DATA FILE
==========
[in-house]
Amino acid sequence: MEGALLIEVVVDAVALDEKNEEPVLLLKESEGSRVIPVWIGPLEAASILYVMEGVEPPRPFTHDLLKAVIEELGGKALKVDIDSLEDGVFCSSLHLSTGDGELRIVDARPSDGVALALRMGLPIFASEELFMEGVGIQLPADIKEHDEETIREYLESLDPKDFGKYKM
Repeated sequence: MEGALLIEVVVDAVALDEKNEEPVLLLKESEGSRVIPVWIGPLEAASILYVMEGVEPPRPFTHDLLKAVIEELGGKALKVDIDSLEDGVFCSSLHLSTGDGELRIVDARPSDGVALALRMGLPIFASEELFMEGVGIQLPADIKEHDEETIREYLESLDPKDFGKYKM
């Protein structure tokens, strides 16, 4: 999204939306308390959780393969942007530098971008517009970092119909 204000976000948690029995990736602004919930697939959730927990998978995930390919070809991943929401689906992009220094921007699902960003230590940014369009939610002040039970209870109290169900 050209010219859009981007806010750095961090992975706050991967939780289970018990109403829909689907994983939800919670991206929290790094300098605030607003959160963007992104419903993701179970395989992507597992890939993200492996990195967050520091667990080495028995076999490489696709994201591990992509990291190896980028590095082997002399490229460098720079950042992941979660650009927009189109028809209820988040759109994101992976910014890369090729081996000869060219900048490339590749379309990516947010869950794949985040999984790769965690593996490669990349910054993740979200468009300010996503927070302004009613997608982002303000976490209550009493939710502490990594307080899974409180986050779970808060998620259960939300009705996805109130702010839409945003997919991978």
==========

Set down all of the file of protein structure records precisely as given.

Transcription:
[in-house]
Amino acid sequence: MEGALLIEVVVDAVALDEKNEEPVLLLKESEGSRVIPVWIGPLEAASILYVMEGVEPPRPFTHDLLKAVIEELGGKALKVDIDSLEDGVFCSSLHLSTGDGELRIVDARPSDGVALALRMGLPIFASEELFMEGVGIQLPADIKEHDEETIREYLESLDPKDFGKYKM
Repeated sequence: MEGALLIEVVVDAVALDEKNEEPVLLLKESEGSRVIPVWIGPLEAASILYVMEGVEPPRPFTHDLLKAVIEELGGKALKVDIDSLEDGVFCSSLHLSTGDGELRIVDARPSDGVALALRMGLPIFASEELFMEGVGIQLPADIKEHDEETIREYLESLDPKDFGKYKM
């Protein structure tokens, strides 16, 4: 999204939306308390959780393969942007530098971008517009970092119909 204000976000948690029995990736602004919930697939959730927990998978995930390919070809991943929401689906992009220094921007699902960003230590940014369009939610002040039970209870109290169900 050209010219859009981007806010750095961090992975706050991967939780289970018990109403829909689907994983939800919670991206929290790094300098605030607003959160963007992104419903993701179970395989992507597992890939993200492996990195967050520091667990080495028995076999490489696709994201591990992509990291190896980028590095082997002399490229460098720079950042992941979660650009927009189109028809209820988040759109994101992976910014890369090729081996000869060219900048490339590749379309990516947010869950794949985040999984790769965690593996490669990349910054993740979200468009300010996503927070302004009613997608982002303000976490209550009493939710502490990594307080899974409180986050779970808060998620259960939300009705996805109130702010839409945003997919991978």